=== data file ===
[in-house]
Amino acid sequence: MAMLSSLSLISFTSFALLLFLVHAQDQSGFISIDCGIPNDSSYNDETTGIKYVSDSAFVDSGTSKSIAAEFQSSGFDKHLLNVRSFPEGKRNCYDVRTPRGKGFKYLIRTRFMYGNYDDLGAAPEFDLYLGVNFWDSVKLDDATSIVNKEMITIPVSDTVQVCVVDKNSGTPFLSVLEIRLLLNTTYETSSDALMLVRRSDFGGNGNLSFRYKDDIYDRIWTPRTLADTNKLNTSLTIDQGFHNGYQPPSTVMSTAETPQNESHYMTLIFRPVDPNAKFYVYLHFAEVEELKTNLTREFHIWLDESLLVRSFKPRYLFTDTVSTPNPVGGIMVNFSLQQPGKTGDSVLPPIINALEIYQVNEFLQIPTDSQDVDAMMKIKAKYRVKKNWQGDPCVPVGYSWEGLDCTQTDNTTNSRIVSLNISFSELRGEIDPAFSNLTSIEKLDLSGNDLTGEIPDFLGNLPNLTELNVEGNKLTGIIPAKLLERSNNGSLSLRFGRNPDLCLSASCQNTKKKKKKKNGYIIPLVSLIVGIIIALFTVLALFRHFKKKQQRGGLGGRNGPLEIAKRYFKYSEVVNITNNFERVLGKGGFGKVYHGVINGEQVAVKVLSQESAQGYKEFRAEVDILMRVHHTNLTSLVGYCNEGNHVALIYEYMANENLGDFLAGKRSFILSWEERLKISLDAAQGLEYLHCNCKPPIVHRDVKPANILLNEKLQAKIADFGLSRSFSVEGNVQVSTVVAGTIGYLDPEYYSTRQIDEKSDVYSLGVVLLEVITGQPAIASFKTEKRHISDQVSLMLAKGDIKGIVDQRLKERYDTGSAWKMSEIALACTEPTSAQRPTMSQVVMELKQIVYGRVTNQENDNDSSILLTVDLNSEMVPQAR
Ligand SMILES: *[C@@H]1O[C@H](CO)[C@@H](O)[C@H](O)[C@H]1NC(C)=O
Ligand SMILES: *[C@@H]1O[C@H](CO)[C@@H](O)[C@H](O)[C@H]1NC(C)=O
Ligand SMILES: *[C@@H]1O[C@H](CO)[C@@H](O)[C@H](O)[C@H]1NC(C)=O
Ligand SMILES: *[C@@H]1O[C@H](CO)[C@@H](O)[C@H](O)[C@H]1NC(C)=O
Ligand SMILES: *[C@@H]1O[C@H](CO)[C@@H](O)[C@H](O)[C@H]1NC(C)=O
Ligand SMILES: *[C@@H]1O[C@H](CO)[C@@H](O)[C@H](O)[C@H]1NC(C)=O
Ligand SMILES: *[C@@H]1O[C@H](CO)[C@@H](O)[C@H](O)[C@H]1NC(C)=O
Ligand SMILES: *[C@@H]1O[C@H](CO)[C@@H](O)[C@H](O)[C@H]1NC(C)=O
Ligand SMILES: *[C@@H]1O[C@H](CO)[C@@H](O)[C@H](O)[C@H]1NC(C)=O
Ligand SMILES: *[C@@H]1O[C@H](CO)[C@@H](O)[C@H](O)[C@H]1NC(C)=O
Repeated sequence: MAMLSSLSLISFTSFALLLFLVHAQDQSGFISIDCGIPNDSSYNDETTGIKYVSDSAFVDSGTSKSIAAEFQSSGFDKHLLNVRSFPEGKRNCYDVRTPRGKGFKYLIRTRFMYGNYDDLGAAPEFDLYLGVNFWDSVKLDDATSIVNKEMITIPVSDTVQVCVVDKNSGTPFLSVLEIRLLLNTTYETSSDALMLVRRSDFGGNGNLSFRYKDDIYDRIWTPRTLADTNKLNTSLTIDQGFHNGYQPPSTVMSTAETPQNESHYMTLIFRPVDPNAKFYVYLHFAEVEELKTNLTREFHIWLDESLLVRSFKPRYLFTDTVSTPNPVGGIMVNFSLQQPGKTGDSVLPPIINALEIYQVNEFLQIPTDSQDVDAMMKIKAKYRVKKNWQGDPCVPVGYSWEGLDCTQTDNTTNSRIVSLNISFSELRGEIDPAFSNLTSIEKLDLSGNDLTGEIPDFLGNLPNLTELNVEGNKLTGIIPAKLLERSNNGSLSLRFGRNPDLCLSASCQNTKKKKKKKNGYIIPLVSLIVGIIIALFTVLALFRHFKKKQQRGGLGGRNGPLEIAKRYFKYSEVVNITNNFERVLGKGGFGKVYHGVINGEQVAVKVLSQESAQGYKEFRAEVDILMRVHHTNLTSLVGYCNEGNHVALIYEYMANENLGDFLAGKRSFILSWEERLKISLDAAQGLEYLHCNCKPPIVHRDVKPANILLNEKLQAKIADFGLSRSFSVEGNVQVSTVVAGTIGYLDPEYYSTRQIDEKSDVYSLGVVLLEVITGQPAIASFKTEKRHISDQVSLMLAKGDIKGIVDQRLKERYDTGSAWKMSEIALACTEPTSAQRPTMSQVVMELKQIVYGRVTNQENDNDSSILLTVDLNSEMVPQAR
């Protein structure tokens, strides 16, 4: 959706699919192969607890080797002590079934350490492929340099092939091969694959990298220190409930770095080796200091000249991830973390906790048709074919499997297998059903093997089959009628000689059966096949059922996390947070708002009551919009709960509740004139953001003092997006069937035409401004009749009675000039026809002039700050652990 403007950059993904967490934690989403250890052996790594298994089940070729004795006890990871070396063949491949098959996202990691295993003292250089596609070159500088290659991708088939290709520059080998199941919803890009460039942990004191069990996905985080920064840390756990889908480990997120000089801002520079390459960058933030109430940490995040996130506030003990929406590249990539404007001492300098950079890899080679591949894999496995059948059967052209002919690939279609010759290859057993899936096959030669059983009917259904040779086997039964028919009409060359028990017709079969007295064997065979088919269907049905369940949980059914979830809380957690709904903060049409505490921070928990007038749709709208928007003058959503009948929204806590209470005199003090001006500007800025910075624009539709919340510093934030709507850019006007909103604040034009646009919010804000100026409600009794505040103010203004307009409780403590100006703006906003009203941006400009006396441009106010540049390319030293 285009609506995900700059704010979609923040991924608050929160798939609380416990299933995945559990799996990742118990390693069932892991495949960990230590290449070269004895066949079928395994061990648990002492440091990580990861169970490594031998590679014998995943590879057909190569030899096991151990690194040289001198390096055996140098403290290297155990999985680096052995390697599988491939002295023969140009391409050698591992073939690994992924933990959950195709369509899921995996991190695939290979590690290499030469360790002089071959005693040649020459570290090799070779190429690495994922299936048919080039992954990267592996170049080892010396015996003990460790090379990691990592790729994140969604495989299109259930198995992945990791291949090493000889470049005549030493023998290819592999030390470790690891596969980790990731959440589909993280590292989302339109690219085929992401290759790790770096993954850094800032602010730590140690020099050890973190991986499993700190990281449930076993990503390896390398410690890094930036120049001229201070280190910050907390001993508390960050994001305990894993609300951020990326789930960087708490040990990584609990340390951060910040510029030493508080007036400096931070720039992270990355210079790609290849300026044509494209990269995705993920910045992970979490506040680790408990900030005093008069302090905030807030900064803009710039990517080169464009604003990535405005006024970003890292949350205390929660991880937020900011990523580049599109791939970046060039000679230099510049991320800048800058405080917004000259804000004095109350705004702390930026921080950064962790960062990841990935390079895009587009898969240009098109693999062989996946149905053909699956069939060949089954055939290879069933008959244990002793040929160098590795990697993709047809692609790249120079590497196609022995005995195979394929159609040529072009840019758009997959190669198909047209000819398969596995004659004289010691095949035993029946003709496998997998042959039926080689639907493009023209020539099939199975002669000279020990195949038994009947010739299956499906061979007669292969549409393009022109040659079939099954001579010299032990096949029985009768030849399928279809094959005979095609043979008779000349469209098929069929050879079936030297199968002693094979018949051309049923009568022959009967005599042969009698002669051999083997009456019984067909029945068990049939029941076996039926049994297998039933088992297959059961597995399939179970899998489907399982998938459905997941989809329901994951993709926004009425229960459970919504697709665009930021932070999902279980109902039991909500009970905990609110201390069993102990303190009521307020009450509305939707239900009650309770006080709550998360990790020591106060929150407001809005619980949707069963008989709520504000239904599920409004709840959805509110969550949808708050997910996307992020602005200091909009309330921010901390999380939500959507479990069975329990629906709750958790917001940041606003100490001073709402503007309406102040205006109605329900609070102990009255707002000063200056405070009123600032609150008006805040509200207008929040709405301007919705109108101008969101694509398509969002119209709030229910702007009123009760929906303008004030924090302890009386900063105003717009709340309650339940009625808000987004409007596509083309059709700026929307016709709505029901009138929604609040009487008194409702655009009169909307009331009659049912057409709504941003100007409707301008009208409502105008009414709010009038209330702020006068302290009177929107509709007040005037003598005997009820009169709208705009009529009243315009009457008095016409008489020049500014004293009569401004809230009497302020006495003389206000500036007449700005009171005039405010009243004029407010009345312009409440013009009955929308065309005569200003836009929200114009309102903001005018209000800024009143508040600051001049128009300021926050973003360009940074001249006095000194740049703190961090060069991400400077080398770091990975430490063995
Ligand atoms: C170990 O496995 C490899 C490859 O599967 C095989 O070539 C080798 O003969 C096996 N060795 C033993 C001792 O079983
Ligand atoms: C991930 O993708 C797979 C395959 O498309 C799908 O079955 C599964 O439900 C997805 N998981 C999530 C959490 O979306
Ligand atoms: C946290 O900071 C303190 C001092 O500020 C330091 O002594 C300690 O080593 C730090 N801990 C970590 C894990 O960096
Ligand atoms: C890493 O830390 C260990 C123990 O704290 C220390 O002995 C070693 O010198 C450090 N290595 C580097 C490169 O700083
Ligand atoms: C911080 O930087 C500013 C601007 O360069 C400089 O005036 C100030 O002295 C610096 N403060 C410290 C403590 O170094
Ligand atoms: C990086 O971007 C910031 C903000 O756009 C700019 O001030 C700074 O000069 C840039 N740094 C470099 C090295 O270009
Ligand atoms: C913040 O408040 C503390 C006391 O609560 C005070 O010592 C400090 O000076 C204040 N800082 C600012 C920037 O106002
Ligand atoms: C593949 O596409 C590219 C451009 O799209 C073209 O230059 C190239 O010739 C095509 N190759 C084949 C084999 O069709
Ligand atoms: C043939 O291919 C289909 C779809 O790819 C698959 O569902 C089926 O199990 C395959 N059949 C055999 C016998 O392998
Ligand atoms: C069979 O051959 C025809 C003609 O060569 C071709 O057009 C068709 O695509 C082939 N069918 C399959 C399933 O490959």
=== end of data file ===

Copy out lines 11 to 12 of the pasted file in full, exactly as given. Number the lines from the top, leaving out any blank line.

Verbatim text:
Ligand SMILES: *[C@@H]1O[C@H](CO)[C@@H](O)[C@H](O)[C@H]1NC(C)=O
Ligand SMILES: *[C@@H]1O[C@H](CO)[C@@H](O)[C@H](O)[C@H]1NC(C)=O